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Law society disbars Vancouver lawyer who used 20 burner phones, helped clients launder $31M

Scales of justice. (Shutterstock) Scales of justice. (Shutterstock)

A Vancouver lawyer who deliberately used his professional status to help clients hide the illegal proceeds of securities fraud has been disbarred.

In a decision issued last week and published online Wednesday, the Law Society of British Columbia's hearing panel describes Ronald Norman Pelletier's case as "novel." 

"It appears to be the first time a lawyer has been disciplined for money laundering," the decision notes in its introduction.

"The respondent utterly abandoned any pretense of acting ethically," it continues. "He actively enabled his clients to benefit from their crimes. The respondent knowingly assisted in or encouraged dishonesty, crime or fraud. The respondent’s conduct is a gross dereliction of his duties as a lawyer and arguably made him a party after the fact to his clients’ frauds."

The conduct in question is detailed in a previous law society decision issued in June, which made conclusions about the facts of the case. The decision released Wednesday was a decision on penalties.

According to the June decision, Pelletier was found to have used his firm's trust account to facilitate more than $31 million in transfers involving clients he knew to be under investigation by the U.S. Securities and Exchange Commission. 

The SEC accused the clients, identified in the law society decisions only as WW and KM, of a "pump and dump" scheme. They artificially inflated the price of a stock by creating the appearance of a legitimate financing arrangement with a large investor, then sold all of their shares while the price was high, generating "large trading profits," according to the law society.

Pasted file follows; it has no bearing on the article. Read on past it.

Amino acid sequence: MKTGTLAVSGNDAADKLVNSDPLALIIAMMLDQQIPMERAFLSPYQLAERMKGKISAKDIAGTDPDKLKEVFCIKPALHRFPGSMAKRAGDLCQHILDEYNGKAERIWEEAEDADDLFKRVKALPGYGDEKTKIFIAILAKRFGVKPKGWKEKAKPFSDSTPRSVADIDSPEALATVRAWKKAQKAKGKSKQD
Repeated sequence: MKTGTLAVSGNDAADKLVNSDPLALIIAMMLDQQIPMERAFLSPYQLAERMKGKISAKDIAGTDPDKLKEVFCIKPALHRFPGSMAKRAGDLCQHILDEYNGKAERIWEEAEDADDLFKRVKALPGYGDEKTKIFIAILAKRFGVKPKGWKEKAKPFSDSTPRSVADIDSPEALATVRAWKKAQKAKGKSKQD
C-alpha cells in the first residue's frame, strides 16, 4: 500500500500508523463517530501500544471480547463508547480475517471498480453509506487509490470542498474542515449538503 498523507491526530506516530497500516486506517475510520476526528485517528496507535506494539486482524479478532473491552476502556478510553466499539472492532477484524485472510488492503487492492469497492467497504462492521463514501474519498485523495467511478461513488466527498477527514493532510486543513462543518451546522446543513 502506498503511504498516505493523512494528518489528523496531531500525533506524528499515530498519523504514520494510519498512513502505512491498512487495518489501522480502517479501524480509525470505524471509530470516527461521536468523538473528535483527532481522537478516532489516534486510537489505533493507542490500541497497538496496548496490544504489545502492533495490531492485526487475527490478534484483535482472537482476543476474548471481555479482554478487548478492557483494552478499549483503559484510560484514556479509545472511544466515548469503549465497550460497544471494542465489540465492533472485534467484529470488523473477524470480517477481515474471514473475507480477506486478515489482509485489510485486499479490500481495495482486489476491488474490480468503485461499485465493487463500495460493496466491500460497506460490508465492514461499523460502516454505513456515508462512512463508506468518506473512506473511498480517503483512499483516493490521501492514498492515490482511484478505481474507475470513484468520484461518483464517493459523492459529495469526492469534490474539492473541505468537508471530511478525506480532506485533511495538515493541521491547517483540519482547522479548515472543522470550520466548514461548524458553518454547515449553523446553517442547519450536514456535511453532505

Pelletier told the hearing panel that he was aware of the SEC investigation and that he knew or suspected the funds he received from the clients were proceeds from their scheme.

The lawyer said he held the funds for the purposes of "settlement" with American authorities, and kept the total amount secret from investigators in hopes of getting a more favourable settlement for his clients.

The hearing panel was unimpressed with this explanation, noting there was no evidence Pelletier ever attempted to reach such a settlement, and that holding the funds for such a purpose was illegal, anyway.

"The respondent was aiding and abetting his clients in their securities fraud," the June decision reads.

"The only logical inference from his evidence is that the respondent hoped to obtain a settlement for less than the remaining funds, thereby enabling his clients to profit from the securities fraud. Even if the respondent did not intend to assist his clients in receiving illicit profits, he was knowingly possessing the proceeds of securities fraud. It is not acceptable for a lawyer to knowingly accept or possess stolen, fraudulent or otherwise illicit funds from a client."

The law society also took issue with Pelletier's efforts to hide the funds from investigators, noting that he "purchased 20 burner phones over an 18-month period out of fear the American authorities might tap his regular phone lines."

The panel found that Pelletier committed further misconduct by failing to comply with rules about client identification and verification, and by failing to follow rules governing trust account withdrawals and transfers.

Some of the funds deposited by the clients were used to purchase real estate in Vancouver, a car in Toronto and a ring from Tiffany and Co., according to the June decision.

Pelletier charged his clients a total of $900,000 in legal fees, despite "not providing any substantive legal services," the law society panel notes in both decisions.

"A lawyer who knowingly assists in or encourages a crime or fraud cannot be allowed to practice law," the Wednesday decision concludes.

"This illegal and unethical behaviour must be denounced in the strongest possible way. Just like lawyers who are ungovernable, lawyers who take part in illicit schemes to assist their clients to commit crimes or purposely assist in hiding proceeds of crime must be disbarred. The public must know that illegal activities by lawyers will be severely sanctioned." Top Stories


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